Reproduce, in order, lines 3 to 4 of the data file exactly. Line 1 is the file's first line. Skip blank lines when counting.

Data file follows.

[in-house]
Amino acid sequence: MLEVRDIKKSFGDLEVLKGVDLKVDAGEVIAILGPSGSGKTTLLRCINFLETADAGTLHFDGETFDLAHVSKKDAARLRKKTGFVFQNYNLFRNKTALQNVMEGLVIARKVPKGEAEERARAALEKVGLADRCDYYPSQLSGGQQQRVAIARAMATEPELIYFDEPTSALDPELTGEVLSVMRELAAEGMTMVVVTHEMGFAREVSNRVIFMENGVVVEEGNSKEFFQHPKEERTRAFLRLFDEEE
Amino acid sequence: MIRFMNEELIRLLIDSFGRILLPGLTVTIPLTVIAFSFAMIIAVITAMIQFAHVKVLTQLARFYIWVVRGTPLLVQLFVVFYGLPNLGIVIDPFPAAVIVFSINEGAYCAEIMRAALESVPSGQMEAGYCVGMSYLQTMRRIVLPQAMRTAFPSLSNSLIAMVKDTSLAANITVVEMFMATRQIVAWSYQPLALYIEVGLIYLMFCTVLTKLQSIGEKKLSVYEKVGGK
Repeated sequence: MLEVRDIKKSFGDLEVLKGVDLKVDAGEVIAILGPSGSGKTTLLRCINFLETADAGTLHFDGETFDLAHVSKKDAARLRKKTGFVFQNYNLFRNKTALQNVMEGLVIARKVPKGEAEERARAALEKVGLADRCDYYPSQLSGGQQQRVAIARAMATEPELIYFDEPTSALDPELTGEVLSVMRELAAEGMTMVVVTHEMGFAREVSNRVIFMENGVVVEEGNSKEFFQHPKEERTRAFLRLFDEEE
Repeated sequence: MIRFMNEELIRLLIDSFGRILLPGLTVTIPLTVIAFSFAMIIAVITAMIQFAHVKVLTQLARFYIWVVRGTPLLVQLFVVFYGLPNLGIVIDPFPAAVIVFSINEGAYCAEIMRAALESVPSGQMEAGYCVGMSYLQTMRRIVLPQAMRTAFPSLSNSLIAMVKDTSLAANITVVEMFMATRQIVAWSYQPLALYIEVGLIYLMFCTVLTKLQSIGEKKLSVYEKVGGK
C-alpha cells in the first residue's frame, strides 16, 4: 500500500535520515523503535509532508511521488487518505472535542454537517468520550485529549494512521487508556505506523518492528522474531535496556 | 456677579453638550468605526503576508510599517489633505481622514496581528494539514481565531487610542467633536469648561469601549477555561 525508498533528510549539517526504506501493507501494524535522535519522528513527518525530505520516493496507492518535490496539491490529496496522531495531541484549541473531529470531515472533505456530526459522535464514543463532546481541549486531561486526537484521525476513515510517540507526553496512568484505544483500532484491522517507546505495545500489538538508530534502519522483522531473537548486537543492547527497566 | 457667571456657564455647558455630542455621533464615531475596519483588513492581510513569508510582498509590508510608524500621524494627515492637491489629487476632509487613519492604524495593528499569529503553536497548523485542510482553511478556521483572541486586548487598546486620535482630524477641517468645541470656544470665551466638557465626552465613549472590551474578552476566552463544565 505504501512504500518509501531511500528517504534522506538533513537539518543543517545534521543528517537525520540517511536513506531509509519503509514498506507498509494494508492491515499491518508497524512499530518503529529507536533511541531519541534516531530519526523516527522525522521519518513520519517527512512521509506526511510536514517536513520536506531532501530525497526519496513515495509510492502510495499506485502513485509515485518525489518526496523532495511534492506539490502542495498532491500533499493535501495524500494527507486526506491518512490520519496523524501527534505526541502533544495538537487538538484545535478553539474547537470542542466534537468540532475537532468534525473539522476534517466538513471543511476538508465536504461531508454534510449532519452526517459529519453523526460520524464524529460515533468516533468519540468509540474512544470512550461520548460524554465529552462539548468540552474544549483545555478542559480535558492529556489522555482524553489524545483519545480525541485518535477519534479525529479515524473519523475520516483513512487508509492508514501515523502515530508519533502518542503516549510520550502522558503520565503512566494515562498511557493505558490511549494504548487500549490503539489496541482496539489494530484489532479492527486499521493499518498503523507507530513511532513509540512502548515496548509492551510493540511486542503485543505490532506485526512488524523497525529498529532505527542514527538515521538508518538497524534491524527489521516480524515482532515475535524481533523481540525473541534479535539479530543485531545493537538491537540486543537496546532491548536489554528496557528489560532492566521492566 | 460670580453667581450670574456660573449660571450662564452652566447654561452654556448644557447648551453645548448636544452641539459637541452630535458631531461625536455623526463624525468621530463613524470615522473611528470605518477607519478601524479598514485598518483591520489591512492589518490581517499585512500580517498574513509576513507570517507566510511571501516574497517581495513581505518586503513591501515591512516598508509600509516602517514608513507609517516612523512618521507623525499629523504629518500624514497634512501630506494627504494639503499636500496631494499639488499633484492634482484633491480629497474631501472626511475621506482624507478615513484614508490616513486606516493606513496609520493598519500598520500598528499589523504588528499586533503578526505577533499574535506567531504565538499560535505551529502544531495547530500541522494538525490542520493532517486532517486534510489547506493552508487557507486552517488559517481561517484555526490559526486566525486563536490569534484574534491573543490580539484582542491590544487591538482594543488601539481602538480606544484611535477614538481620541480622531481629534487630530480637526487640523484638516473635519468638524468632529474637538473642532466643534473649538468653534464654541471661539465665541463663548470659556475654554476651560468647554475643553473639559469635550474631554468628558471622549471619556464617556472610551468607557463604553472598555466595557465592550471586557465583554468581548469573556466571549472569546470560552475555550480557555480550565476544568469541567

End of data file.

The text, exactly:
Amino acid sequence: MIRFMNEELIRLLIDSFGRILLPGLTVTIPLTVIAFSFAMIIAVITAMIQFAHVKVLTQLARFYIWVVRGTPLLVQLFVVFYGLPNLGIVIDPFPAAVIVFSINEGAYCAEIMRAALESVPSGQMEAGYCVGMSYLQTMRRIVLPQAMRTAFPSLSNSLIAMVKDTSLAANITVVEMFMATRQIVAWSYQPLALYIEVGLIYLMFCTVLTKLQSIGEKKLSVYEKVGGK
Repeated sequence: MLEVRDIKKSFGDLEVLKGVDLKVDAGEVIAILGPSGSGKTTLLRCINFLETADAGTLHFDGETFDLAHVSKKDAARLRKKTGFVFQNYNLFRNKTALQNVMEGLVIARKVPKGEAEERARAALEKVGLADRCDYYPSQLSGGQQQRVAIARAMATEPELIYFDEPTSALDPELTGEVLSVMRELAAEGMTMVVVTHEMGFAREVSNRVIFMENGVVVEEGNSKEFFQHPKEERTRAFLRLFDEEE